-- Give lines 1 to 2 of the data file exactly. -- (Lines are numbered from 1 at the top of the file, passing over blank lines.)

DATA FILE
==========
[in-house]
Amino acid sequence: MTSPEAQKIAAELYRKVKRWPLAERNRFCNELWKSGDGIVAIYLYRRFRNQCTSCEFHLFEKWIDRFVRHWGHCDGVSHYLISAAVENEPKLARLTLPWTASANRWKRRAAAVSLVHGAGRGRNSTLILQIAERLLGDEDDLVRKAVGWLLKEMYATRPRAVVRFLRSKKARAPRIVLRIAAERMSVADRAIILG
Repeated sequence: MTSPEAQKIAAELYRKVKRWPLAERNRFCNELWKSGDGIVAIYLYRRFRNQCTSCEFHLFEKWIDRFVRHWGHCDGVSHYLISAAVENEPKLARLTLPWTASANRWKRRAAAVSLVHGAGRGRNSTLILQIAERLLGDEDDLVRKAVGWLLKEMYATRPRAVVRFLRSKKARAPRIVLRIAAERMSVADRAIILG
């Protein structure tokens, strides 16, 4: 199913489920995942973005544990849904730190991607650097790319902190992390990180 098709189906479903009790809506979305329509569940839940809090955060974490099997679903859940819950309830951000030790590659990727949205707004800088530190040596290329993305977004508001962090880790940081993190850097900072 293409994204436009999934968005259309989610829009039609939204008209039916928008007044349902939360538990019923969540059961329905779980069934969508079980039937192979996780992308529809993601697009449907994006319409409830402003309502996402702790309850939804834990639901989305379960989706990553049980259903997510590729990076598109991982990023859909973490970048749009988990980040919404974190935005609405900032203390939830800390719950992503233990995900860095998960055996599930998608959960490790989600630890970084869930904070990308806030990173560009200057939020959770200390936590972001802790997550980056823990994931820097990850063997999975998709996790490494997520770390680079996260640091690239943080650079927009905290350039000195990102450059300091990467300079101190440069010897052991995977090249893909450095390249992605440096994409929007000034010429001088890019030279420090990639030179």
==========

[in-house]
Amino acid sequence: MTSPEAQKIAAELYRKVKRWPLAERNRFCNELWKSGDGIVAIYLYRRFRNQCTSCEFHLFEKWIDRFVRHWGHCDGVSHYLISAAVENEPKLARLTLPWTASANRWKRRAAAVSLVHGAGRGRNSTLILQIAERLLGDEDDLVRKAVGWLLKEMYATRPRAVVRFLRSKKARAPRIVLRIAAERMSVADRAIILG